Antarctica is the largest wilderness on the planet and one of the most remote places you can travel to. If you are dreaming about going to Antarctica but not sure where to start, I’m here for you boo! I structured this post around YOUR Antarctica questions (that you asked on Instagram) and I hope to give you all the information to plan a trip to Antarctica too! I happen to think it’s the most beautiful and majestic place on the planet. Anyone who loves nature should have Antarctica on their list.
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The most common way is via ship leaving from the port of Ushuaia in Argentina. This is the southernmost city in the world. You will have to fly first to Buenos Aires and then take a domestic flight from Buenos Aires to Ushuaia. Most people combine the Antarctica trip with a few days in Buenos Aires and Ushuaia. Some trips start their “tour” in Buenos Aires but either way, you still have to end up in Ushuaia. If you do the longer trips that visit the Falkland Islands and South Georgia Island, these may start in Montevideo, Uruguay. You can get here via ferry from Buenos Aires or fly to Uruguay from your home country.
Some people wish to bypass the Drake Passage which contains some rough waters. Some want to ski to the South Pole or climb the highest peak in Antarctica. All of this requires flying from Punta Arenas, Chile and the latter two activities can cost anywhere from $25,000 to $75,000! Essentially the answer is YES you can fly but you will PAY!
The city of Ushuaia is a beautiful alpine town with lots to do and I recommend at least one day here before or after the cruise. You can sail the Beagle Channel, visit Tierra Del Fuego National Park, see the Glacier Martial or pick up some last minute gear at the shops. We stayed at the Hotel Las Lengas the night before the ship left (it had a great pizza place). Other guests stayed at the Albatross Hotel which was more central. I booked one night on my own at a less expensive place with a great restaurant and amazing views called Hotel Ushuaia but it wasn’t central.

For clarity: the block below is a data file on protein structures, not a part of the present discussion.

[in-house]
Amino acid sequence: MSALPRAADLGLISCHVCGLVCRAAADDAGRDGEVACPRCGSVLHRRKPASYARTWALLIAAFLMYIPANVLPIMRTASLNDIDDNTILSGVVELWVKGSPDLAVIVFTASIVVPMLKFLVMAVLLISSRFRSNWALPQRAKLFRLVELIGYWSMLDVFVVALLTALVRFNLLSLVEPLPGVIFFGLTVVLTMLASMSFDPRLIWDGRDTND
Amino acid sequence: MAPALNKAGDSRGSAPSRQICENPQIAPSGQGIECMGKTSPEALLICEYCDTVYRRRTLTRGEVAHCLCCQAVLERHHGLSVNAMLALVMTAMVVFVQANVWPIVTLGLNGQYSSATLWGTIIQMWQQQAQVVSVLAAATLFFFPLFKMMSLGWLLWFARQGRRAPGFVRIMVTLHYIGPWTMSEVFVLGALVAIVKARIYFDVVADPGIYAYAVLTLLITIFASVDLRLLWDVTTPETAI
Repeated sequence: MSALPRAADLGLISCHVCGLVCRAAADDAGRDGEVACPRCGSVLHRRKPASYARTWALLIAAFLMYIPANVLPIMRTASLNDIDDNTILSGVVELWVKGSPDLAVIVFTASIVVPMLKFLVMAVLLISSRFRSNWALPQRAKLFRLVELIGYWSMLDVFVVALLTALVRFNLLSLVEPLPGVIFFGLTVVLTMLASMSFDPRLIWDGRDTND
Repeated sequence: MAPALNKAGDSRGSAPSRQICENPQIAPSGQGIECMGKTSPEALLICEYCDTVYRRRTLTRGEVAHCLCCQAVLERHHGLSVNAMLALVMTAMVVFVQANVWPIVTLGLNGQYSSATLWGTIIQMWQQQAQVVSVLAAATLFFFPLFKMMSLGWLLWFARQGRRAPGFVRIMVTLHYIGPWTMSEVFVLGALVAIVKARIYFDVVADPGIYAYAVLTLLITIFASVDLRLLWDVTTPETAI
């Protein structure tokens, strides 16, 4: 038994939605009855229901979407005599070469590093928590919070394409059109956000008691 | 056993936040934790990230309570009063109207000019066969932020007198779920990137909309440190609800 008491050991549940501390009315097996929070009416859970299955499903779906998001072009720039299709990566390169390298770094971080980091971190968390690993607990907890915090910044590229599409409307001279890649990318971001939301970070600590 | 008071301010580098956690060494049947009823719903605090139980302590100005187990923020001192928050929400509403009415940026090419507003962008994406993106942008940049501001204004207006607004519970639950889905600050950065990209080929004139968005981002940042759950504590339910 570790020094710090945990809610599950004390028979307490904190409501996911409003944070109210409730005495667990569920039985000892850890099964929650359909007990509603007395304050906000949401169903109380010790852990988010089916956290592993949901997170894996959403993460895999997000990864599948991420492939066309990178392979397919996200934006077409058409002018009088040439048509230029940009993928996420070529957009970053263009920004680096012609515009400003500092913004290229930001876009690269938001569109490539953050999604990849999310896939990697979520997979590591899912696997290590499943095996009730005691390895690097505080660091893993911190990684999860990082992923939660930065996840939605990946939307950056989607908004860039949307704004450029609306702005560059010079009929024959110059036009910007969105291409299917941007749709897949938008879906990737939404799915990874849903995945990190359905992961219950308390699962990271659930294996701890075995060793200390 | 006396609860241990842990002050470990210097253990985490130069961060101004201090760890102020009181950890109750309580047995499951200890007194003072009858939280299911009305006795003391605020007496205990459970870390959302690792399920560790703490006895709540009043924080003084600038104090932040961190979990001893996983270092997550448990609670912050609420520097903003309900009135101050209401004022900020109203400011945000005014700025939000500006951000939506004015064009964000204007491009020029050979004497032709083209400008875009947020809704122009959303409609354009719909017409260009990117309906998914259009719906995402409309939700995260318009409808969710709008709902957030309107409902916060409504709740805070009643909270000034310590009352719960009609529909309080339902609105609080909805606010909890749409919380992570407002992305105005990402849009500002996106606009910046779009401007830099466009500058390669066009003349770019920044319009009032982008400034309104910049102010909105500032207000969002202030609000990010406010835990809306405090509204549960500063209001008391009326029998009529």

I chose G Adventures . I wanted an adventure focused expedition and I wanted a longer trip that crossed the Antarctic Circle. G Adventures offers 5 different Antarctica trips ranging from 11 days to 22 days. Another company I looked into that has a good reputation is Quark. Their prices are comparable to G Adventures but the kayaking had sold out a year in advance for their Antarctic Circle trip which is part of the reason I didn’t go with them. Also, the quad rooms, which are the cheapest, sell out more quickly. Some companies don’t offer quad rooms. I was able to get the quad room WITH kayaking with G Adventures. The trip I chose also had fewer passengers than the Quark trip (130 vs 200) which appealed to me.
Do you want adventure options such as hiking, kayaking, paddleboarding, camping, etc? Quark is now offering stand up paddleboarding! Some ships are more adventure focused and some more luxurious. Many have saunas, gyms, and even hot tubs. Some ships cater to an older crowd. Do you prefer more or fewer people? Large ships with over 500 people aren’t permitted to do landings and the smaller expedition ships try to do as many landings as possible. How long has this company been in operation? What is their safety record? You may not want to choose the company just jumped on the Antarctic tourism boom and started doing expeditions 2 years ago.
My trip was 2 weeks. When you see the trip lengths, keep in mind that these are not all days in Antarctica and not all days at sea. For my trip, Day 1 was in Ushuaia. The ship left in the afternoon of Day 2. Two nights are spent on the Drake Passage. We made good time and had our first landing in the South Shetland islands on Day 4. The last 2 days are also on the Drake. We ended up with 8 and a half days IN Antarctica.
I am glad I chose this longer trip. Some trips are only a week and they may count the time you arrive in Buenos Aires as a day. Look at details before booking. Some trips don’t make it past the South Shetland islands and you may end up with just one day of land activities.